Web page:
We say very little to each other in the car. But I do notice that there’s a big grin plastered on his face all the way there. We arrive at Newport Beach. I park as close to the water as possible and we get out of the car. I have to catch up with him as he instantly gravitates to the lazy waves that roll up on to the beach.

Five minutes later, I call to him to get back in the car. I’ve got better things to do. On our way back, I decide I want to make a pit stop at Tower Records in Hollywood. It’s out of the way, really, but it’s a great excuse for me to continue listening to my music. And still, we say very little to each other. We do briefly stop off at Tomy’s Burger and continue on our way. I see Alex’s eyes widen with excitement as we turn on to Hollywood Blvd. Looming over to our right is the Hollywood sign. Still, he says nothing but cranes his neck to get a better view. We drive past the Hollywood Walk of Fame and Mann’s Chinese Theatre…

The rest of the day is uneventful. We head home. Before I drop him off at his place, I ask him if he had fun. His face lights up.

“Yes,” he says. “I’ve never seen the ocean before. Thank you. I’ll always remember this day.”

My heart sinks.

“Look,” I tell him in Spanish. “We have nothing in common, but my mom wants us to be friends, so… Let’s give it a try. I can’t promise anything.” I extend my hand out. He takes it firmly like businessmen striking a formal deal. “If it doesn’t work out, no hard feelings, OK?”

“OK,” he says. And we leave it at that.

In the following 10 years, we become closer than brothers. In a way, I become a hostage to his charming personality. We were inseparable. A handshake sealed our association and a decade later, a handshake undoes the bond of friendship we effortlessly worked to build.




I could feel my cheeks getting hotter by the second as blood flowed to my face turning it red. The culprit?

My father.

I was about to start middle school and he was on the school grounds digging through the trashcans looking for cans and plastic bottles. I hoped I didn’t see any of my friends. If that wasn’t enough, I had to accompany him on weekends to his job cleaning offices in the industrial part of our town. Suffice it to say I did not look forward to my teen years.

I never thought of us as poor. After all, I was the first kid in the neighborhood with a brand-new Atari 2600. I can’t recall one single day that we went without food or had to worry about sleeping in a warm bed. And when I turned 16, I had my own car—all thanks to my dad.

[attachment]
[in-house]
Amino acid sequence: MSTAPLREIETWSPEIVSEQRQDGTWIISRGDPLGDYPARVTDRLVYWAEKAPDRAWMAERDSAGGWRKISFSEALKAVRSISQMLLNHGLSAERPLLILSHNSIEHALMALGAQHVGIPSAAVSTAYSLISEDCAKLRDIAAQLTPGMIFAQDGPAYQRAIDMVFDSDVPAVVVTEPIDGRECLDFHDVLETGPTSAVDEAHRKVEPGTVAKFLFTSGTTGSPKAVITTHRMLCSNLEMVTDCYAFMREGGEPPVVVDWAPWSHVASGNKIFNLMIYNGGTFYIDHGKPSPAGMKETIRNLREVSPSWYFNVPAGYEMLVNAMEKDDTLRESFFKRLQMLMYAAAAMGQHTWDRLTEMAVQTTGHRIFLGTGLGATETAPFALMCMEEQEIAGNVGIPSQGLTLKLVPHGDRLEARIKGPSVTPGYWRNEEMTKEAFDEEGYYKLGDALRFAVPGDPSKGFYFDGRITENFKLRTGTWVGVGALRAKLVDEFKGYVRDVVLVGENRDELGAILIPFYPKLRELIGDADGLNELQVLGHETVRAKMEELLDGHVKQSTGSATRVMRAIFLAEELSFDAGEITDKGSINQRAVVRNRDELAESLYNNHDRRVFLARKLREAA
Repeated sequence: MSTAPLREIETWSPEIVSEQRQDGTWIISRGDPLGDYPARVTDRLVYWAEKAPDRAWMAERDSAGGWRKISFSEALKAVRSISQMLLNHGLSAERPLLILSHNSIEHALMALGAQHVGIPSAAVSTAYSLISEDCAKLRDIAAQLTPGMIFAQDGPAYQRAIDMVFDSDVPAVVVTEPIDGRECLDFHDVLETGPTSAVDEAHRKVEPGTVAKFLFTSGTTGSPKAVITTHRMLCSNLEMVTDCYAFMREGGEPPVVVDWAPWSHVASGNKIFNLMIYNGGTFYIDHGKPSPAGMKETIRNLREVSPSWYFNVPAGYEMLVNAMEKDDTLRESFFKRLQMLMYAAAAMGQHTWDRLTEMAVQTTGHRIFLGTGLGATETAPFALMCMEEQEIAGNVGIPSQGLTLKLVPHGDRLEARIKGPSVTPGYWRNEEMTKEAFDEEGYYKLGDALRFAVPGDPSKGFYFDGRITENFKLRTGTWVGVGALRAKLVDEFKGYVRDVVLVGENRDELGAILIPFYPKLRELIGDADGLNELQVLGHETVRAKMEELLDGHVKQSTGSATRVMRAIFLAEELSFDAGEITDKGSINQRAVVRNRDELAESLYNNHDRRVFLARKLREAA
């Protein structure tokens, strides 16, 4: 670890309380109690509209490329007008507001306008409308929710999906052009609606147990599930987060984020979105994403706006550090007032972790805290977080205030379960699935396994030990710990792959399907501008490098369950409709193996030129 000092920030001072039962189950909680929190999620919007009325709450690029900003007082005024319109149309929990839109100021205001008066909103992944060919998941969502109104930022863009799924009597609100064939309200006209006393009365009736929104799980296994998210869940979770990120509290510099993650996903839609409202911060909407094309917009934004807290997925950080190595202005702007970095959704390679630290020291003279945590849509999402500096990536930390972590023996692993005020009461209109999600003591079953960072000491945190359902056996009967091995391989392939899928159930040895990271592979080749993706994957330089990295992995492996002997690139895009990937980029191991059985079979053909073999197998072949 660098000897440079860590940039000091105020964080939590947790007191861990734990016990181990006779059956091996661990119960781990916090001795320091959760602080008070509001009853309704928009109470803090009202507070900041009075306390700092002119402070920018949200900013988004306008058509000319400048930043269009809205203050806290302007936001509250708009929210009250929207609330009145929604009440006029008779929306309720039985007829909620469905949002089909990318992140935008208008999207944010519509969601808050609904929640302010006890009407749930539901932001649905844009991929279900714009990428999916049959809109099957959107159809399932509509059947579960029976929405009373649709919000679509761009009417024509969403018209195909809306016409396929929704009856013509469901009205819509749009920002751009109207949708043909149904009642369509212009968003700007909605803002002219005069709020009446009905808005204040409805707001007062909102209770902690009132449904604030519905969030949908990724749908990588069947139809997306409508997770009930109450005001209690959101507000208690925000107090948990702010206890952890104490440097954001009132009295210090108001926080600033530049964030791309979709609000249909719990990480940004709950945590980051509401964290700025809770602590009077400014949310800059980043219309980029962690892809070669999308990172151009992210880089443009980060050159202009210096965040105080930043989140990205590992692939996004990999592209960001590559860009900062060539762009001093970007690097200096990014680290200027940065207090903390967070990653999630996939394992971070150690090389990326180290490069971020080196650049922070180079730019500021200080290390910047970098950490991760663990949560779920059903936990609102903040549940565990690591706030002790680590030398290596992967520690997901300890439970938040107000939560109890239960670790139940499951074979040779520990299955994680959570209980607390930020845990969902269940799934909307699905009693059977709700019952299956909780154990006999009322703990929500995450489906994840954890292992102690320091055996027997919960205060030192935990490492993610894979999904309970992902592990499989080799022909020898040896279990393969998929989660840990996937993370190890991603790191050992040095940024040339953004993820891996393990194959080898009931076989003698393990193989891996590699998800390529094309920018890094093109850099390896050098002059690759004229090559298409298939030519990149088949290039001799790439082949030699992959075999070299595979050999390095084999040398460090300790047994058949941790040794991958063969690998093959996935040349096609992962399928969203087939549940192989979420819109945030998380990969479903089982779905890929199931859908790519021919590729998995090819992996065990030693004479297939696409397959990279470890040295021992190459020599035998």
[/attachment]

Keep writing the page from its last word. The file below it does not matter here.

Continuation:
A 10-year old can never fathom the extent of sacrifice parents will make for their children until it’s too late. My father was building some sort of legacy for his first-born son. It was measured in things he never had growing up in Mexico. I can’t believe this isn’t something all fathers want for their own children. I know that he started to look towards the future in America just as soon as I was born.

My earliest memories are made up of visits to the Immigration Center. The building was situated in a park with a small lake with geese. I suppose the trauma of being chased by domestic fowl can leave a permanent mark on an impressionable toddler. By the time we were granted permanent residence, my father and mother were leaving their homeland and heading to California with, not one, but two children.

When I was about to start high school, my father had just purchased a house and me and my sister welcomed a new sibling. Our family was complete. My teenage years turned out to be filled with teen angst, dating, partying, and contempt for my parents; in other words, I was a typical American teen.

In 2014, my father called: our usual bi-yearly phone call. I live about 600 miles away now and it’s difficult to visit frequently so we do the usual phone call. This time he called to say he was deeding the house to me and my two sisters.

“I want you to know that this house is yours whenever you need it,” he said. A small lump gets caught in my throat. He knows how much I’ve struggled to make ends meet since I moved away from home so many years ago.

I visit my parents in 2017. We talked about me moving back into the house since everyone else has moved on to form their own families and mom and dad plan to return to Texas.

As we say our goodbyes out on the porch, he grabs my hand.

“I’m sorry I never paid for your education,” he says. It’s the one regret in life he shares with me. “I wanted to make sure I could pay off this mortgage. You’ll always have a home if you fall on hard times.”

I feel a lump rise in my throat. I hug him as I get ready to go. I tell him I’ll be back in a month. That image of him sitting on the porch remains seared in my mind. It is the last time I will ever see him. He died just two weeks after myvisit.


My partner and I are about to close escrow on our very first house. This is made possible with my portion of the money from the sale of the house my father left us. It’s a bittersweet transaction. I have not honored my father’s wish of keeping it in the family. He worked so hard in his life to leave some kind of legacy firmly rooted in that house in California.